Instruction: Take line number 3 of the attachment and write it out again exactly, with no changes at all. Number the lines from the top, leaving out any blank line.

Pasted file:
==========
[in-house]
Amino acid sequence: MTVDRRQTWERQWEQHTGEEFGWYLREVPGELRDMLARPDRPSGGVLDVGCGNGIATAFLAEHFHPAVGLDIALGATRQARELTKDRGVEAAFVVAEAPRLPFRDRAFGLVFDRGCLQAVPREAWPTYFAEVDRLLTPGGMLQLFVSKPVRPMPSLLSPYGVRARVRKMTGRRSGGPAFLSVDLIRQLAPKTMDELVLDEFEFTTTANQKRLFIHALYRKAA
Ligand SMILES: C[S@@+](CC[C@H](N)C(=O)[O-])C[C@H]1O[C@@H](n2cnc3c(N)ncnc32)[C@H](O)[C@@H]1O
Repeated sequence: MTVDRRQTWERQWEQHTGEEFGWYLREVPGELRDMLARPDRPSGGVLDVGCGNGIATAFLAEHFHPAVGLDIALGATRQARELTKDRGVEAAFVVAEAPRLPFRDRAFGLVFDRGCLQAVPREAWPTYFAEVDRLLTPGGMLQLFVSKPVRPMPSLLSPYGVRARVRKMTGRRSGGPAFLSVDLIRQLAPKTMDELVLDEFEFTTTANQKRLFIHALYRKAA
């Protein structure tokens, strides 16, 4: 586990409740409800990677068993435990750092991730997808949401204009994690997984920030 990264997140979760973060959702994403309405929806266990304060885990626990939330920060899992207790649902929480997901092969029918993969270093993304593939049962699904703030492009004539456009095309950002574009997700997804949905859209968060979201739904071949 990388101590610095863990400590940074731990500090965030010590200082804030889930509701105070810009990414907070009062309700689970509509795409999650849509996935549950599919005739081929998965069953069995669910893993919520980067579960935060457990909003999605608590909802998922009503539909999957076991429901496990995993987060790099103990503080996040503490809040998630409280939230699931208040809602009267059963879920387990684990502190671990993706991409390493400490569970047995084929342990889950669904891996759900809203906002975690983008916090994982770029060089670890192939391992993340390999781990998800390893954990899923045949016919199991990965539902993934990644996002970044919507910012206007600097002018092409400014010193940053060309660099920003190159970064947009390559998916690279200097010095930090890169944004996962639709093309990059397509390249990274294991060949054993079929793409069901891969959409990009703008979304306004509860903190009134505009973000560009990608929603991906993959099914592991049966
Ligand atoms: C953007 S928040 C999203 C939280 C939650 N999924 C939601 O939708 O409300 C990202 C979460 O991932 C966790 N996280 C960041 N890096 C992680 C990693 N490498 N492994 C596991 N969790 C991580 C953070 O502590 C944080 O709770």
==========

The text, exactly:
Ligand SMILES: C[S@@+](CC[C@H](N)C(=O)[O-])C[C@H]1O[C@@H](n2cnc3c(N)ncnc32)[C@H](O)[C@@H]1O